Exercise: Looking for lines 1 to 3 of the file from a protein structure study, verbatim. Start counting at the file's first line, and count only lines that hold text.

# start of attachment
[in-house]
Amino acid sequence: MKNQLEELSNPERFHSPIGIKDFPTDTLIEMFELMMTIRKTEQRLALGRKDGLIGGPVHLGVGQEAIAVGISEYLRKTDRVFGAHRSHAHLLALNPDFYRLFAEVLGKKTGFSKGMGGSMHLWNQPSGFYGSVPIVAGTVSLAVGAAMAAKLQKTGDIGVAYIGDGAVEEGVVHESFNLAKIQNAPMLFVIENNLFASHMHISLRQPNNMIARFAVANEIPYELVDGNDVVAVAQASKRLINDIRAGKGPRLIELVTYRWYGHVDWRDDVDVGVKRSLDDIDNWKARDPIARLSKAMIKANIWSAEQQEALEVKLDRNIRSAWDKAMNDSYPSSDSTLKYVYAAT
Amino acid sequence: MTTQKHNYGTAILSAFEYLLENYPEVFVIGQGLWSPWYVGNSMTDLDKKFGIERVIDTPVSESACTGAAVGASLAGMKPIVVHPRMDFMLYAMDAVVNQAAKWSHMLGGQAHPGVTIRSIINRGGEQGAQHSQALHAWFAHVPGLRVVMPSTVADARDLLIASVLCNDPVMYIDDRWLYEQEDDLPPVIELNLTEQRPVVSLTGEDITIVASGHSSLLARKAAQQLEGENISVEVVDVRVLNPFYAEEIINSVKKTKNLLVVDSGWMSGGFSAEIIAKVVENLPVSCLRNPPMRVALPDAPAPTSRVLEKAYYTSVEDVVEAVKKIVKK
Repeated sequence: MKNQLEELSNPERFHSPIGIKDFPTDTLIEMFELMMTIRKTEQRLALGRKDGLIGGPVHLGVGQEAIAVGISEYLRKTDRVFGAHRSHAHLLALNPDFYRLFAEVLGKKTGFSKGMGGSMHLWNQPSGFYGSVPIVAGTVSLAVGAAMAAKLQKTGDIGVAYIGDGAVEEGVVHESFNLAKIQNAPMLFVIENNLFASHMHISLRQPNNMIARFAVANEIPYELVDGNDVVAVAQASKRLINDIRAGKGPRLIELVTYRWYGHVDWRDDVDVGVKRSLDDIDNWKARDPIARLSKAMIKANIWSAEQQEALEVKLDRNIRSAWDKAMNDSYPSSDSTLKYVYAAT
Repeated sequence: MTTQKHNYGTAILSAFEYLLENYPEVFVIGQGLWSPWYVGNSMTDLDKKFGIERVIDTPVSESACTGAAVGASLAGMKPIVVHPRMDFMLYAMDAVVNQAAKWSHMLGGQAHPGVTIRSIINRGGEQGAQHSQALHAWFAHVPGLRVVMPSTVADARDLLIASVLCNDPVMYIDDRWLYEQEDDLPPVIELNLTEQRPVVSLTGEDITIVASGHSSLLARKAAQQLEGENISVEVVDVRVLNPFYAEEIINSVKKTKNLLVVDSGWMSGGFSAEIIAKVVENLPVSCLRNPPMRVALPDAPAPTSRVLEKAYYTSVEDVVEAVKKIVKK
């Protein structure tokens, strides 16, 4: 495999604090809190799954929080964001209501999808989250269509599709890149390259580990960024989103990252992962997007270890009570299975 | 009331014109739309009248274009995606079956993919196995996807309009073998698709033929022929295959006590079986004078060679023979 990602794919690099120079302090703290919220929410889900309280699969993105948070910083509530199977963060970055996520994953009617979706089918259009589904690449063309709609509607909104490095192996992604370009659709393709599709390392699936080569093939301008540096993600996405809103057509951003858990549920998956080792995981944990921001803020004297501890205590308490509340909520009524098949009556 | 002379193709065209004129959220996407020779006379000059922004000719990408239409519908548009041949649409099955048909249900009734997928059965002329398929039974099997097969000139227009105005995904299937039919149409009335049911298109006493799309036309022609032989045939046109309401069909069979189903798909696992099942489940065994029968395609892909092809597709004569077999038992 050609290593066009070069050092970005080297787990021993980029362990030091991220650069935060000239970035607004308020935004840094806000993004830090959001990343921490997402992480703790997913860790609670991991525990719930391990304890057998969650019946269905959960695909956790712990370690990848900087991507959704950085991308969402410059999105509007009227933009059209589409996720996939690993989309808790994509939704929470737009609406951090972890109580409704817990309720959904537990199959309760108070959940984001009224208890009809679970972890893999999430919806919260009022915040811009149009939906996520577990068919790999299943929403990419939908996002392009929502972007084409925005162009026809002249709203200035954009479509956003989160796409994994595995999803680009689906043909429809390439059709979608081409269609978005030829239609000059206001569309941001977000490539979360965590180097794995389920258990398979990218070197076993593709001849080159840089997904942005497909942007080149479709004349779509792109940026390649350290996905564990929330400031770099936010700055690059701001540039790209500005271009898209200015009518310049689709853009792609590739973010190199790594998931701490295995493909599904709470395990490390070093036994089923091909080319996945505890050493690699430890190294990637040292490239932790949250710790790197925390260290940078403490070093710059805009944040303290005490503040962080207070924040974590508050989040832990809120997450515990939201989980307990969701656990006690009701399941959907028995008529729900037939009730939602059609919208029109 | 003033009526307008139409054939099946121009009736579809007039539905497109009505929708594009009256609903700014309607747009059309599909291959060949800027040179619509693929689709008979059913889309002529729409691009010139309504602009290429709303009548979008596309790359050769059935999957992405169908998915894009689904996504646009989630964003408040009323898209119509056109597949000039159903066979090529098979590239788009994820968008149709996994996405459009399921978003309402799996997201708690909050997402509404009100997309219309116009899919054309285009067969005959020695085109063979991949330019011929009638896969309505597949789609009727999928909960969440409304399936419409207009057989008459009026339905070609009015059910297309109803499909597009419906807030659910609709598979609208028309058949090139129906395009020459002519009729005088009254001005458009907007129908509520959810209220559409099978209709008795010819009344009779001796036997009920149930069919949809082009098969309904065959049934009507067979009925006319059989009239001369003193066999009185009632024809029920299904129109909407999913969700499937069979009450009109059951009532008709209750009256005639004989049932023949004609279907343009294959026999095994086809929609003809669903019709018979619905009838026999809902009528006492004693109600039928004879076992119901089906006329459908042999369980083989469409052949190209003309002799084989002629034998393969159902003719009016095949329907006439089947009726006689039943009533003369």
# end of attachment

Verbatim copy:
[in-house]
Amino acid sequence: MKNQLEELSNPERFHSPIGIKDFPTDTLIEMFELMMTIRKTEQRLALGRKDGLIGGPVHLGVGQEAIAVGISEYLRKTDRVFGAHRSHAHLLALNPDFYRLFAEVLGKKTGFSKGMGGSMHLWNQPSGFYGSVPIVAGTVSLAVGAAMAAKLQKTGDIGVAYIGDGAVEEGVVHESFNLAKIQNAPMLFVIENNLFASHMHISLRQPNNMIARFAVANEIPYELVDGNDVVAVAQASKRLINDIRAGKGPRLIELVTYRWYGHVDWRDDVDVGVKRSLDDIDNWKARDPIARLSKAMIKANIWSAEQQEALEVKLDRNIRSAWDKAMNDSYPSSDSTLKYVYAAT
Amino acid sequence: MTTQKHNYGTAILSAFEYLLENYPEVFVIGQGLWSPWYVGNSMTDLDKKFGIERVIDTPVSESACTGAAVGASLAGMKPIVVHPRMDFMLYAMDAVVNQAAKWSHMLGGQAHPGVTIRSIINRGGEQGAQHSQALHAWFAHVPGLRVVMPSTVADARDLLIASVLCNDPVMYIDDRWLYEQEDDLPPVIELNLTEQRPVVSLTGEDITIVASGHSSLLARKAAQQLEGENISVEVVDVRVLNPFYAEEIINSVKKTKNLLVVDSGWMSGGFSAEIIAKVVENLPVSCLRNPPMRVALPDAPAPTSRVLEKAYYTSVEDVVEAVKKIVKK